Saturday, June 14, 2014

A Father Burned His 13-Year-Old Daughter to Death for Walking Home With a Boy

A man in Tunisia has been accused of burning his 13-year-old daughter to death after she walked home from school with a boy in her class.

The girl, a middle school student named Aya, spent nine days in the hospital before succumbing to her fourth-degree burns on June 7th.

Her father has since been arrested.

Tunisia Live reports that her murder is believed to be an “honor crime” — a killing made when a relative is perceived to have brought shame to the family.

Though common in Pakistan and Syria, the website reports that honor killings are “almost unheard of” in modern-day Tunisia.

A social media movement in the country has launched in response to the killing, with activists calling for greater news coverage of the incident.

“I cannot believe that this case could fall into oblivion,” said one blogger in a Facebook post, translated from French into English by Tunisia Live. “What happened is an unacceptable crime. Further, the reactions of some people who justify this barbaric act reflect the degree of ignorance that prevails in the country.”

Local supporters have planned a march in solidarity for Aya on June 19th. The event page states that her murder is symbolic of a society that “continues to demonize the female gender.”

That statement isn’t far from the truth. Honor killings are an atrocity that, more often than not, are committed against women. Even in contemporary society, these honor crimes still occur regularly.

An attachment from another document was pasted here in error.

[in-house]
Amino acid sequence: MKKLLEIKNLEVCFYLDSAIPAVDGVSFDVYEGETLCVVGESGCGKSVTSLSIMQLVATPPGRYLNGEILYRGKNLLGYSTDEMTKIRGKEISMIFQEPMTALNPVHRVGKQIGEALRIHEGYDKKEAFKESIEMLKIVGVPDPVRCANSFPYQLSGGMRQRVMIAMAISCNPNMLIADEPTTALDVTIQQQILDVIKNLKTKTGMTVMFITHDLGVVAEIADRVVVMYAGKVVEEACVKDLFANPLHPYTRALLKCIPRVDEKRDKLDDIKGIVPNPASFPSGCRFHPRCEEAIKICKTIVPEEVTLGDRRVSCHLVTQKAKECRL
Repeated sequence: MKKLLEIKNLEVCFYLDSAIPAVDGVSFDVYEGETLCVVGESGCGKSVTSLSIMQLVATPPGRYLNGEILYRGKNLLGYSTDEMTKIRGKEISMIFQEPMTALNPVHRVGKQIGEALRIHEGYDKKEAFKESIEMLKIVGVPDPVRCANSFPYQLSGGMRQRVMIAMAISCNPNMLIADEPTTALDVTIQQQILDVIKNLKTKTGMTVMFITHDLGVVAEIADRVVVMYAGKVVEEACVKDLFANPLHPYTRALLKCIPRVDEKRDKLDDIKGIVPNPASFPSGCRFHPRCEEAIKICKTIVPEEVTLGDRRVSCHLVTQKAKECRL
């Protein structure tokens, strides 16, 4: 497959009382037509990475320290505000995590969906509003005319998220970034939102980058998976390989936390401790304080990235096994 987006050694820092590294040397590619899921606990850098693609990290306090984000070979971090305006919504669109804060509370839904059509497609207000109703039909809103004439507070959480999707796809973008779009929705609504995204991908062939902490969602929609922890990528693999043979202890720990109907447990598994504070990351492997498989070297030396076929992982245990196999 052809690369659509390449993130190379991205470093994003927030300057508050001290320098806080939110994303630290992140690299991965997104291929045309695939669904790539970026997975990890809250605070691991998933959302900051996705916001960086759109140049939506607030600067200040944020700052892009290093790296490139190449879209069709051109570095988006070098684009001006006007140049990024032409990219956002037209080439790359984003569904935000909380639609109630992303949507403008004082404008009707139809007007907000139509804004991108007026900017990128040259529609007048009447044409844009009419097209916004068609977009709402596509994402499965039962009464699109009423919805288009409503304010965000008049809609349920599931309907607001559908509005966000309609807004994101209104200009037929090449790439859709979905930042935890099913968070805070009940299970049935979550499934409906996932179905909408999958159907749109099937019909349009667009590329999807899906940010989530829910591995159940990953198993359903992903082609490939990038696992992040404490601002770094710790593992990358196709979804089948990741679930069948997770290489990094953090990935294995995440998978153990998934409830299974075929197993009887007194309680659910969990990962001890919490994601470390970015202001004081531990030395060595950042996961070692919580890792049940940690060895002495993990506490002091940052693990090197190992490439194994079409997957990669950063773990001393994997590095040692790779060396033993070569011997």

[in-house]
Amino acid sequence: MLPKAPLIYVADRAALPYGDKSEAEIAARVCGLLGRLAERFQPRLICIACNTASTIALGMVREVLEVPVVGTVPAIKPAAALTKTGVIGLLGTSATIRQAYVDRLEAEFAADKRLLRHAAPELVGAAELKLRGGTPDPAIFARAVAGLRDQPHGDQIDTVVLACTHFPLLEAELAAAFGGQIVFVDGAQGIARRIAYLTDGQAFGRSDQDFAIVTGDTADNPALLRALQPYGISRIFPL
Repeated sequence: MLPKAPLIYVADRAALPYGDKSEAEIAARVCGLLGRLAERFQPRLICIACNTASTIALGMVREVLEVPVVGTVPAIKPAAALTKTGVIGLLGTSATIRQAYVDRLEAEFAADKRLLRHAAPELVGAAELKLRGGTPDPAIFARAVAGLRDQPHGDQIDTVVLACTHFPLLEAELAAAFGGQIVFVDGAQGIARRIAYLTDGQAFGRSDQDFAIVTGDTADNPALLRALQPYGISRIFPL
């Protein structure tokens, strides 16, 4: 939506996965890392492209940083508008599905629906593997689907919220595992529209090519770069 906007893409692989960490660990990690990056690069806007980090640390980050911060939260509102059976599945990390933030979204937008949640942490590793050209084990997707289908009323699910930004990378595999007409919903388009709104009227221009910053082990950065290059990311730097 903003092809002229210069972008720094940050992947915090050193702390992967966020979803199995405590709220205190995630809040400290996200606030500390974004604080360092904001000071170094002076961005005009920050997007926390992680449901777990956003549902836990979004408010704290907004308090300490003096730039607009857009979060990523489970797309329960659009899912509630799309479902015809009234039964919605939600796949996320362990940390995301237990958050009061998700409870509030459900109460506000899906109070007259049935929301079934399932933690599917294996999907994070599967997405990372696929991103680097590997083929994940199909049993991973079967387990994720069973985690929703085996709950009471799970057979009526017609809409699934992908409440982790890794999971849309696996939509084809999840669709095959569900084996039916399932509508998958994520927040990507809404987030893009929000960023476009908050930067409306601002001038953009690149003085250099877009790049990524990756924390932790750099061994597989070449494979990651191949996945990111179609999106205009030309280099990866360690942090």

One study found that the attacks have actually risen over a 20-year period from 1989 to 2009, either signifying a real increase in killings or a greater willingness to report them.

In order to make sure murders like Aya’s don’t keep happening, things need to change.

In 2013, there was a 226-page study published on the world’s Muslim population. Researchers surveyed people from 23 countries, and those from Afghanistan and Iraq were most in support of honor killings.

In fact, people from nine out of the 23 countries approved of honor killings. That means the majority of Muslim communities in nine nations believe it’s okay to murder your own family member.

Still, we can’t place the blame on the Muslim community. People of all backgrounds around the world are guilty of violence against women.

It’s a terrible violation of human rights, but sadly, many women who fall victim to these killings aren’t aware of their own rights.

In Afghanistan alone, 90 percent of women aged 15-49 believe it is okay for their husbands to beat them under certain circumstances. The statistics are similar in other countries where these honor killings occur.

To end these horrific occurrences, we need to educate women about the power they actually have — and to educate men about the importance of women’s rights.

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